Guys it happened — my Nikon D610 with a 105mm macro lens hit the ground and shattered. And then shattered my heart. UGH! I have never felt so many emotions all at once but man, it sucked. I was photographing with my biggest client, Paul Mitchell, and my nightmare happened in front of everyone.

I was halfway thru the six-model lineup when the drop heard ’round the world happened. I was tethering and had purchased an extra-long HDMI cord the day before due to the fact that sometimes on set everyone starts to crowd my screen. They all want to see the images, check my work and their work and they forget that I need space. Sometimes they even start to make my model feel a little self-conscious cause she thinks they are talking about her. So I decided I was going to buy this extra long cord and move them further away from me. Well, somehow during the shoot my brain malfunctioned and I forgot about that crazy long cord.

The drop

My friend and fellow photographer, Bob Grutzmacher, who is an amazing woodworker made me a beautiful tabletop that screws into the top of my tripod. I had that set up in the corner with my laptop and my camera attached to the cord. During the shoot, I put my camera down on the table and went to turn and switch my lighting set up. My foot got caught on the cord. One turn and I stood there as the room went silent. The camera and lens seemed to fall in slow motion until …

The amount of sadness that filled my heart was so much that I grabbed my keys and cellphone and ran out to my car. I hopped in and drove four blocks to the local swimming pool parking lot. There I called the head makeup artist back and told her I needed to grab more gear and that I would be back. Here’s the shocker for ya! I DID NOT HAVE MORE GEAR!

Tears are coming again as I write this. Guys, I had nothing. No backup camera, no backup lens — nothing. I had nothing. I instantly called my mom sobbing (P.S. Don’t judge me either OK — everyone needs there mom at some point or another and this my was moment along with 500 other times but that’s beside the point). I cried to her uncontrollably having no idea what I was going to do from here. I had to go back. I had to finish the shoot.

Lifeline

Then a thought came to my head, phone a friend! Use a lifeline. I called Bob. I have known Bob for years, we met at the local photography club here in the valley and have practically become family ever since. I adore him and his wife Jimmy so much. I explained my situation and without hesitation, he grabbed his gear and drove straight to me. I cried in his arms for a good five minutes before he said: “OK let’s go back.”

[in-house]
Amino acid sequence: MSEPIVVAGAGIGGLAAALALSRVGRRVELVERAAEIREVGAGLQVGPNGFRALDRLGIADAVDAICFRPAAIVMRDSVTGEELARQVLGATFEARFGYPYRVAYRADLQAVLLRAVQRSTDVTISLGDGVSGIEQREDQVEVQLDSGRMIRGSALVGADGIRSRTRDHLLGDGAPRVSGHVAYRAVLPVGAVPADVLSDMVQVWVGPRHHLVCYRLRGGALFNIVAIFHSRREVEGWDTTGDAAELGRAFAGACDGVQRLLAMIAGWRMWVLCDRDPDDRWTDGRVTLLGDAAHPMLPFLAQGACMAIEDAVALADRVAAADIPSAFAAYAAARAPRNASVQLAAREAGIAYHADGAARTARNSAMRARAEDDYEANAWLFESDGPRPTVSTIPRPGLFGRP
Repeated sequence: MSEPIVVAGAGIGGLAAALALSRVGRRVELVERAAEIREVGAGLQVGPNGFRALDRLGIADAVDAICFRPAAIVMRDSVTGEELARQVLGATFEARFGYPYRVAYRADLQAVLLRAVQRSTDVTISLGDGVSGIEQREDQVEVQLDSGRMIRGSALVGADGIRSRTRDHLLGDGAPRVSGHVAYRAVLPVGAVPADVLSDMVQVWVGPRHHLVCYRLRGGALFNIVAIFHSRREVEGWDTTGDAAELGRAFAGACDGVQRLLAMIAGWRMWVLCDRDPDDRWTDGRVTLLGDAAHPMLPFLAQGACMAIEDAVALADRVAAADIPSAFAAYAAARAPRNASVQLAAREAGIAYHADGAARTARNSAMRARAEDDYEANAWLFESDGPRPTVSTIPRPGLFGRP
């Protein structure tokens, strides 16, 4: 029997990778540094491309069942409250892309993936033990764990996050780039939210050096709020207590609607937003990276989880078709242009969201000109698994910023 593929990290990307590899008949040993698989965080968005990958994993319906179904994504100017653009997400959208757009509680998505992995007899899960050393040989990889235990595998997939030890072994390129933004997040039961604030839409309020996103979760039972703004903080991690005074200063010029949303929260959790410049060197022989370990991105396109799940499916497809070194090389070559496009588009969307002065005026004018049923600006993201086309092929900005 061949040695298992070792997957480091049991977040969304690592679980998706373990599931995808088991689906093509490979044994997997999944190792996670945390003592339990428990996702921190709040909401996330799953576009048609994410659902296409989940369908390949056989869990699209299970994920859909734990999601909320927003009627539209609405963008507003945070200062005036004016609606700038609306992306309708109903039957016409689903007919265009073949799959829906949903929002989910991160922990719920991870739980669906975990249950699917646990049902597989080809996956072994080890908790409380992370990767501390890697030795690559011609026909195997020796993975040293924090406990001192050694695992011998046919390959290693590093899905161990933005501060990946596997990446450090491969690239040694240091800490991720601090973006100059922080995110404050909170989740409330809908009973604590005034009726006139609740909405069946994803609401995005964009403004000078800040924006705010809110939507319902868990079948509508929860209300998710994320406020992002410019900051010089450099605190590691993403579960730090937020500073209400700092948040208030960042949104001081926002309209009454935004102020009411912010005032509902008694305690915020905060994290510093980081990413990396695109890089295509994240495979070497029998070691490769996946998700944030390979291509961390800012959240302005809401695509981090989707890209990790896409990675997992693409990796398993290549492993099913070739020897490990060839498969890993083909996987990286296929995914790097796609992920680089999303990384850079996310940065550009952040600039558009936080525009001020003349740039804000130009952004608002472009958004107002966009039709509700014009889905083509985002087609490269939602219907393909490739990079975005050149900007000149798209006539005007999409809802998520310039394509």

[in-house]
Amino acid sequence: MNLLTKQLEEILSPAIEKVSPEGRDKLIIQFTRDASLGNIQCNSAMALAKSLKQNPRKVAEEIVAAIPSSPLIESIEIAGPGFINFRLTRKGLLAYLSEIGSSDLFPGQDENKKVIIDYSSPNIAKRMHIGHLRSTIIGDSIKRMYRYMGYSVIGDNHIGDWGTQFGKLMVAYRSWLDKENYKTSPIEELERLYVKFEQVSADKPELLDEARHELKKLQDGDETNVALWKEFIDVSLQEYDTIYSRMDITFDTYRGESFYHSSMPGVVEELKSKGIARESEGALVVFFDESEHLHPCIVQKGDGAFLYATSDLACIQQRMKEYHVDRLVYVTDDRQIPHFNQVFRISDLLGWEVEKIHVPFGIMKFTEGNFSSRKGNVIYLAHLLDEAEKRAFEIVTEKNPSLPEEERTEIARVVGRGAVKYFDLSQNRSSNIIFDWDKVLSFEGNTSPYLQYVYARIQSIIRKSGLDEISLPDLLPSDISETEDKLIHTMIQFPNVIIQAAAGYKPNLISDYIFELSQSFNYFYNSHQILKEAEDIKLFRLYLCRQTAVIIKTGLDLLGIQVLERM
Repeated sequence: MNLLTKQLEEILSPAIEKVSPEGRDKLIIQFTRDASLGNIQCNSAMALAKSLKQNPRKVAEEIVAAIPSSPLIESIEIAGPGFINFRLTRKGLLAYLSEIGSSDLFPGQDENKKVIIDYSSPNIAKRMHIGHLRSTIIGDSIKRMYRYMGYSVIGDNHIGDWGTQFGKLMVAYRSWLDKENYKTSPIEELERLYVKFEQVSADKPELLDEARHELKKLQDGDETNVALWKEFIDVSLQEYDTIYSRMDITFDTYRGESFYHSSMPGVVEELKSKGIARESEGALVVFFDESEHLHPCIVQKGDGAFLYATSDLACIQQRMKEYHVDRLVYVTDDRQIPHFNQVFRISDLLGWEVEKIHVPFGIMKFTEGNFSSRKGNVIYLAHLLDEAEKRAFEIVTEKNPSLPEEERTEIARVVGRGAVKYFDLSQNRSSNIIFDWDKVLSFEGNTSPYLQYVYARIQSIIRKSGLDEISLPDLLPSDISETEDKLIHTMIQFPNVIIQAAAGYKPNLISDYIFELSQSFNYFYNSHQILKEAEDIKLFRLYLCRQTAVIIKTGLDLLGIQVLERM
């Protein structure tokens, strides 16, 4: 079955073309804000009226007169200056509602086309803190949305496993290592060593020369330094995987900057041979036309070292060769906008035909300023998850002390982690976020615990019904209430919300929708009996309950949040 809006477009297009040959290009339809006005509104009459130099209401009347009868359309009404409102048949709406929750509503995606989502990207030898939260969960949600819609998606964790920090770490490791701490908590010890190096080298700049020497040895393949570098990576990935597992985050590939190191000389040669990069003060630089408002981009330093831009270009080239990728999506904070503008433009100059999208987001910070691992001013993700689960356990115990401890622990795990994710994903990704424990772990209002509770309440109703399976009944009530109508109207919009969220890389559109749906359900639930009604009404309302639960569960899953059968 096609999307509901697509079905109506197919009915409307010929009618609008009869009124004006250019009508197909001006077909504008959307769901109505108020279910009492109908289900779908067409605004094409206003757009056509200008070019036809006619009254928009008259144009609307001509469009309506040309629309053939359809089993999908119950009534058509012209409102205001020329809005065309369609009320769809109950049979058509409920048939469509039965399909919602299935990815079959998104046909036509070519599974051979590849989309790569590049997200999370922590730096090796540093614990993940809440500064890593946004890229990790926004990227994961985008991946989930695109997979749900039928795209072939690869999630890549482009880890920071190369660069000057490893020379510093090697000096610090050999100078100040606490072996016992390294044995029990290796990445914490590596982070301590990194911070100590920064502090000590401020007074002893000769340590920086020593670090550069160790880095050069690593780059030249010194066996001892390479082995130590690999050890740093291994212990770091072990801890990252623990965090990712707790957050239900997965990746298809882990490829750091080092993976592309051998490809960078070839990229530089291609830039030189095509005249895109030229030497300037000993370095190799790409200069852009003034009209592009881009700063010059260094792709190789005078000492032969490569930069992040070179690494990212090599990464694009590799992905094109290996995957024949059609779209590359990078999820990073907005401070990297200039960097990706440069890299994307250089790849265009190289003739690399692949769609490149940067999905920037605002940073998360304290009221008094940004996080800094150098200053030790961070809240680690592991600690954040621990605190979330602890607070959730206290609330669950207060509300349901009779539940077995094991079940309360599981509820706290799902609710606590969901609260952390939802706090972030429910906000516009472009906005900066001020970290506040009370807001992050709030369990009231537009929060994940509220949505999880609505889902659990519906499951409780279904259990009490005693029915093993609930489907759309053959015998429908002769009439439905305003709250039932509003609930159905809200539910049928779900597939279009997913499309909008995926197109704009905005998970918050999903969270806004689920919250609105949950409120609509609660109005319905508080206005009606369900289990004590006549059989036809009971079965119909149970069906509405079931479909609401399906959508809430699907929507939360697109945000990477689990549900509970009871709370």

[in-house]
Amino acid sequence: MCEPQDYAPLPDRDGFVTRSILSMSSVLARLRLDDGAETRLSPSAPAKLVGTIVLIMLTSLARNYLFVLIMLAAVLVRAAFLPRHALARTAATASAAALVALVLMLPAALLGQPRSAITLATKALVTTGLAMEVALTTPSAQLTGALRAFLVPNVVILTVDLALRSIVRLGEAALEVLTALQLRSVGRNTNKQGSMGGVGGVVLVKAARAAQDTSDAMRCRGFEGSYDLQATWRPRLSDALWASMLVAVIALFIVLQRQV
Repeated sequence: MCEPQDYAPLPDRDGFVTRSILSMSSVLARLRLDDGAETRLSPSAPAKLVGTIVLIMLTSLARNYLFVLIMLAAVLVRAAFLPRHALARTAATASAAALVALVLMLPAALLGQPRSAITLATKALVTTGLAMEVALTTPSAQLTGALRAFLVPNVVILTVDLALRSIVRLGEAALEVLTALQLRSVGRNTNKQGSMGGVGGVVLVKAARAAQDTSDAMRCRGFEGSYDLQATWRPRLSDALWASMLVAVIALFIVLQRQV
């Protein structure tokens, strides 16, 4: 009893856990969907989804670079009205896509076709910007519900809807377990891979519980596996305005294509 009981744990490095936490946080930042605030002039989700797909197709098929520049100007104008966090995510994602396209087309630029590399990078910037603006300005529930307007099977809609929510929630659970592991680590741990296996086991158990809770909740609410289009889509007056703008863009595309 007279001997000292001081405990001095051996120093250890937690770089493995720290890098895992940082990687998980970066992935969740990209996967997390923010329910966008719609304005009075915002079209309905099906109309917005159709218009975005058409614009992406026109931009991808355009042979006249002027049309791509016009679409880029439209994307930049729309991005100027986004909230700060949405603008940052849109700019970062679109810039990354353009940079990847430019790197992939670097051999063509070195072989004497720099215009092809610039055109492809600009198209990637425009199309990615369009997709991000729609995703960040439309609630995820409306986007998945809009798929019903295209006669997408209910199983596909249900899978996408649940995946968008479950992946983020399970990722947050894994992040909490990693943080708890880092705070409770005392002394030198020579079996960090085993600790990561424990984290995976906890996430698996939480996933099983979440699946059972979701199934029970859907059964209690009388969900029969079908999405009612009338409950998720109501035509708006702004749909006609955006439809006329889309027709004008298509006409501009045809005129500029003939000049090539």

We drove back to the shoot and of course, everyone was still silent standing around starring at the pieces of broken equipment on the floor. Bob handed me his Nikon D5200. Now keep in mind that the camera I dropped was the full-frame Nikon D610. The camera Bob handed me was way older than that. It was even a crop sensor. I didn’t have another backup 105mm macro and Bob didn’t own one either so the next best thing was my nifty fifty Nikon lens. Oh, and did I mention I was shooting close up shots of eye makeup!? :) I was panicking, to say the least people.

How was I going to make these images all look the same? How was I going to keep the same great quality and consistency has the previous 100 photos with completely different gear? And on top of all that running thru my head, when Bob handed me his camera, my brain blanked! I had no idea how to change any setting, let alone what setting I even needed. I couldn’t move. I froze and tears started to well up in my eyes again. Bob just politely took the camera from me and asked what settings I needed. I told him my go-to ones, f/8, 1/125s, ISO 100 and white balance on flash.

He gave me back the camera and I went on to shoot for about 10 minutes before he hugged me goodbye and told me “You’re back, you got this.” No one would ever know by looking at my images that that day was a nightmare. One that still haunts me to this day. They would never know that some little girl’s heart was shattered into a million pieces and that all the while she was working the only thing she could think of was how in the heck was she going to tell Micheal that she had broken his 105mm macro lens.

Lifeline #2

I know, I know, the 105mm wasn’t mine! I couldn’t afford one at the time and the closest rental store is about an hour and a half drive both ways. My friend and fellow photographer, Micheal, owned one and had let me borrow his on numerous other occasions. I immediately left when the shoot was finished and went straight to his house, again with tears in my eyes as I proceed to tell him what happened. Explaining that I would buy him a new lens tonight and have it shipped to him. He simply said, “I have insurance don’t worry…and I still have insurance on your camera body.”

Guys, this is one of those moments where all the feelings became too much that I just collapsed. Friends, and when I say friends, I mean family friends, are hard to come by. People who are willing to do everything and anything to help you succeed are hard to come by. The world, let alone the world of photography at times can be very competitive and ugly. They can instantly try to tear you down. Surrounding yourself with those who are good and kind — those who choose to love and share make the world of a difference.

Micheal sent his 105mm to get fixed which ended up being covered by insurance and I to got money back from the insurance company and was able to go on and make some big changes myself. :)

Stay tuned for part two!